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B-28 Free Communication/Poster - Ergogenic Aids I Wednesday, May 27, 2015, 1: 00 PM - 6: 00 PM Room: Exhibit Hall F

The Effect of Dietary Nitrate on the Physiological Responses to 3-Weeks Sprint Interval Training.

719 Board #115 May 27, 2

00 PM - 3

30 PM

Muggeridge, David J.; Easton, Chris

Author Information
Medicine & Science in Sports & Exercise: May 2015 - Volume 47 - Issue 5S - p 187
doi: 10.1249/01.mss.0000476934.96848.6a
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Dietary nitrate (NIT) supplementation has been shown to increase nitric oxide (NO) metabolites and enhance exercise performance. Sprint interval training (SIT) has been shown to improve aerobic fitness following 2-4 weeks of training. Considering NIT has been shown to enhance intermittent high intensity exercise the addition of NIT prior to SIT may enhance the physiological changes in aerobic fitness.

PURPOSE: To investigate whether dietary nitrate ingested prior to SIT can enhance the physiological adaptations to SIT.

METHODS: 27 participants completed an initial incremental ramp exercise test to exhaustion (IXT) for determination of VO2max, HRmax and WRmax. Participants were subsequently randomly assigned to a control group (CONT; n=8), SIT + placebo (PLA) group (n=10) or a SIT + NIT group (n=9) and were matched based on VO2max. Participants in each of the SIT groups then underwent 3-weeks of SIT consisting of 4-6 repeated 15 s all out sprints on a cycle ergometer, interspersed with 4 min active recovery. Participants consumed either a NIT or PLA dose 2.5 h prior to each training session. The dose consisted of 2 x 60 ml nitrate gels (∼8.1 mmol nitrate) or NIT-depleted PLA. In the control group participants were asked to maintain their normal lifestyle throughout the 3 week training period. Upon completion of the SIT protocol or CONT condition all participants repeated the initial IXT 48 h following the final training session. Differences between groups, time points and their interaction were established by mixed methods repeated measures ANOVA.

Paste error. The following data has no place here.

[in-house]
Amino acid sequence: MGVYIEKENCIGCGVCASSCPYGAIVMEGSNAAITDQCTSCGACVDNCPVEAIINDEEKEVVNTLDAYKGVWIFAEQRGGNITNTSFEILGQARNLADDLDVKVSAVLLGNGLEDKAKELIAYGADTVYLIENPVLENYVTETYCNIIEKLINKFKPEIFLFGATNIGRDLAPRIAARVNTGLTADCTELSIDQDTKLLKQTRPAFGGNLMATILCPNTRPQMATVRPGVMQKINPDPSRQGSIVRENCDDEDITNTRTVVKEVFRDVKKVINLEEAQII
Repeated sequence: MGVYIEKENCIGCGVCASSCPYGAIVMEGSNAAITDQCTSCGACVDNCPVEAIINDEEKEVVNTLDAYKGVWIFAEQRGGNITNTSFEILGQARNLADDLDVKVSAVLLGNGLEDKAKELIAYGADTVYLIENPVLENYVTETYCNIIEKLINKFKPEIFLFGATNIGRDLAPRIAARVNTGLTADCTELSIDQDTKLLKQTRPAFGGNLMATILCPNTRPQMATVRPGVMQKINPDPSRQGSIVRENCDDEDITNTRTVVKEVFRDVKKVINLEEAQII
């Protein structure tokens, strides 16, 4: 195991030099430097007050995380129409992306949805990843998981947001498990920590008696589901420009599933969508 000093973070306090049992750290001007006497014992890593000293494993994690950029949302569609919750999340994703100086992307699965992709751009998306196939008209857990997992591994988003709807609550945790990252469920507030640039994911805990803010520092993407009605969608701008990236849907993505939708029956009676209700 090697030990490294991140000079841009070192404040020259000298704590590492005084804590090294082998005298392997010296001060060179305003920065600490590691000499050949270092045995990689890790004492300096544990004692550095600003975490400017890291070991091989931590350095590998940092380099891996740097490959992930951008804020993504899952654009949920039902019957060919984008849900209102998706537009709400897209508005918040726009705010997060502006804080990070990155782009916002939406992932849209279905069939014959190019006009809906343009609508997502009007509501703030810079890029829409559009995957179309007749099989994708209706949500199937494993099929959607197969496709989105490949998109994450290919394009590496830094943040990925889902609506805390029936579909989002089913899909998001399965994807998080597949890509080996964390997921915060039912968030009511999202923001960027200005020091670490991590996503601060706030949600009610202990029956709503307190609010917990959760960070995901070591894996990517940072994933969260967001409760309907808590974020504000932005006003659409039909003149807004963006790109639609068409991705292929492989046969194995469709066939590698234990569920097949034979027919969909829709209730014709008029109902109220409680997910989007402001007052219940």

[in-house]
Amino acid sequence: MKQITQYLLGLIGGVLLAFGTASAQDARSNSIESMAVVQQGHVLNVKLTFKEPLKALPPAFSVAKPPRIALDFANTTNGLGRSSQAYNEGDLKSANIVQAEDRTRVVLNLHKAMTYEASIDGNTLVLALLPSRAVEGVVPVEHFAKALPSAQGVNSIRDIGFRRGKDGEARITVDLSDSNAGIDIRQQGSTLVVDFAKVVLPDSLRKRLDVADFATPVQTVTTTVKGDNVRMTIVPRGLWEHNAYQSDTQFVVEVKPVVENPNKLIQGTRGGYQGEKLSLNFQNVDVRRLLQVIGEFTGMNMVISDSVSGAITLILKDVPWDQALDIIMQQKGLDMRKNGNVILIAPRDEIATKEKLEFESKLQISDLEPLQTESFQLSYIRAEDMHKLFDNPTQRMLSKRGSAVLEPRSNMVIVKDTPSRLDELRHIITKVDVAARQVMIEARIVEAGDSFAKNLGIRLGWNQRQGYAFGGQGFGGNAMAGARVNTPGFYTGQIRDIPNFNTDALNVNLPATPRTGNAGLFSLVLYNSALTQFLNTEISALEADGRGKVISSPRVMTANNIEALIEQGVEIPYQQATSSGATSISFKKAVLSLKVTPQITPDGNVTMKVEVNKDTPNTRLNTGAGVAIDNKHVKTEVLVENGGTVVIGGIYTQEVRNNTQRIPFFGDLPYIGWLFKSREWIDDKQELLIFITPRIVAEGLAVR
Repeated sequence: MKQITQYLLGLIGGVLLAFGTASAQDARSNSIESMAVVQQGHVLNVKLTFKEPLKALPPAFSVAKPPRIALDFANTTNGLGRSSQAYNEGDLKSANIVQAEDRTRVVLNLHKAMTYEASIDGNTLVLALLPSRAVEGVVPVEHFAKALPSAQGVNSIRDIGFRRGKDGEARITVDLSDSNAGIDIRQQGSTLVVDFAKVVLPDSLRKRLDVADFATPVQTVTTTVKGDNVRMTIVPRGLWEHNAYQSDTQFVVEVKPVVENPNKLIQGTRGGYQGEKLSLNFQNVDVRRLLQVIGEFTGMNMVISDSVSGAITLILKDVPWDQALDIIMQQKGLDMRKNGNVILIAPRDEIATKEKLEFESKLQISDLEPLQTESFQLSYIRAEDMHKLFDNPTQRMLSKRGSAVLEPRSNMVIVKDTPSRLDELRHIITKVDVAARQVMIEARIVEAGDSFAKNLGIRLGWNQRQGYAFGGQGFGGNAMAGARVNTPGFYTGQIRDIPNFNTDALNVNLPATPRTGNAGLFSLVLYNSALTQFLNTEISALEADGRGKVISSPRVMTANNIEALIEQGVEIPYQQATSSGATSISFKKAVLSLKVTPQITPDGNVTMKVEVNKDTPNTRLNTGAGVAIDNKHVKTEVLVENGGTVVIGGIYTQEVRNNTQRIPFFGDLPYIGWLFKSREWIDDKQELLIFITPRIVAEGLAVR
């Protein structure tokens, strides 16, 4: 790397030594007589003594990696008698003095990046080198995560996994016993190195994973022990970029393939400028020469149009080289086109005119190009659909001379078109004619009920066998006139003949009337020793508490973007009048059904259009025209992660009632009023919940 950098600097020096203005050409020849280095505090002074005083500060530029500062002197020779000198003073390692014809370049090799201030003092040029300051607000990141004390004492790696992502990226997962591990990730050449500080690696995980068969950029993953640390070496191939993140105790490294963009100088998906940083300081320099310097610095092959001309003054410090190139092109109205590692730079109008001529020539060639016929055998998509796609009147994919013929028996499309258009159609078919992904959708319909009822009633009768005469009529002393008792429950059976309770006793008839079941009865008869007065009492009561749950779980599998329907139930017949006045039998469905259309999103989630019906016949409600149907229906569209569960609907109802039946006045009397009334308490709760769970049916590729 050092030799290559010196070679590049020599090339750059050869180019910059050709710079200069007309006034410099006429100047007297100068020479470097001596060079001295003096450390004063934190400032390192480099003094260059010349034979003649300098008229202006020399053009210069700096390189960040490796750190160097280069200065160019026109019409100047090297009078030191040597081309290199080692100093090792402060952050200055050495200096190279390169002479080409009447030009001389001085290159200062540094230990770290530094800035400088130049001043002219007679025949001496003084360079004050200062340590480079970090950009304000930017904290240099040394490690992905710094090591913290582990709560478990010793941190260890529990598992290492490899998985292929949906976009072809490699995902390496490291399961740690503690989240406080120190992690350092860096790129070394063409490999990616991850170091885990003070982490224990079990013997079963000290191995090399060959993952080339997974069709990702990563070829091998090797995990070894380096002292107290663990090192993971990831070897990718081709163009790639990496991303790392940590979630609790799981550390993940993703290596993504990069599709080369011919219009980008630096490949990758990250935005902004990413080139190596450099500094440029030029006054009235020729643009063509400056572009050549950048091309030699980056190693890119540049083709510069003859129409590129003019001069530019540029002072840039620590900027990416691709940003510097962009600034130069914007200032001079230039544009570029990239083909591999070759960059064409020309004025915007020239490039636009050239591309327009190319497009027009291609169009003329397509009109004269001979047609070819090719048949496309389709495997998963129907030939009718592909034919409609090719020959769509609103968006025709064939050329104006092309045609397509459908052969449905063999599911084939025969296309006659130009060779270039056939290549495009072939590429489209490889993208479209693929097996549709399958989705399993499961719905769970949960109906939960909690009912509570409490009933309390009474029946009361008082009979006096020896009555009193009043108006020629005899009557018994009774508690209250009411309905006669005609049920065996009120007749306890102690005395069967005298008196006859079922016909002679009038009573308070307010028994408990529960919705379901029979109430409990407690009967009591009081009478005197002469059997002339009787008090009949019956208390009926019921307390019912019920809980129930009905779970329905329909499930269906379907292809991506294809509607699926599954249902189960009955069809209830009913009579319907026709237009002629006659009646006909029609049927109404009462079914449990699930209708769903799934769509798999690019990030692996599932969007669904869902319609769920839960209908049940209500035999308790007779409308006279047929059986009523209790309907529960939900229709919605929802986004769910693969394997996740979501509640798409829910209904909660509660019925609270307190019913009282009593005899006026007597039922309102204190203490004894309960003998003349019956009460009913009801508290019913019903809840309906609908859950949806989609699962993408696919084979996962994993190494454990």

RESULTS: There were no differences in VO2max prior to training (CONT: 44.8 ± 8.1, SIT + PLA: 40.6 ± 7.3, SIT + NIT: 42.3 ± 6.6 ml•kg•min-1, P=0.494) but VO2max improved pre - post training (P=0.019). Post-hoc analysis revealed changes in VO2max occurred in the SIT + NIT group (45.1 ± 9.3 ml•kg•min-1, 6.7 %, P=0.026) but not the SIT + PLA (42.5 ± 5 ml•kg•min-1, 4.7 %, P=0.097) or CONT groups (45.2 ± 7.8 ml•kg•min-1, 1 %, P=0.738). WRmax improved from pre - post training in both SIT groups (PLA: 274 ± 42 - 287 ± 42 W, P=0.006, NIT: 286 ± 47 - 314 ± 55 W, P<0.001) however no changes were seen in the CONT group (291 ± 60 - 287 ± 63 W, P=0.352).

CONCLUSIONS: Results from the current study suggest that NIT may enhance the aerobic adaptations to SIT however the mechanism underpinning this response is currently unknown.

© 2015 American College of Sports Medicine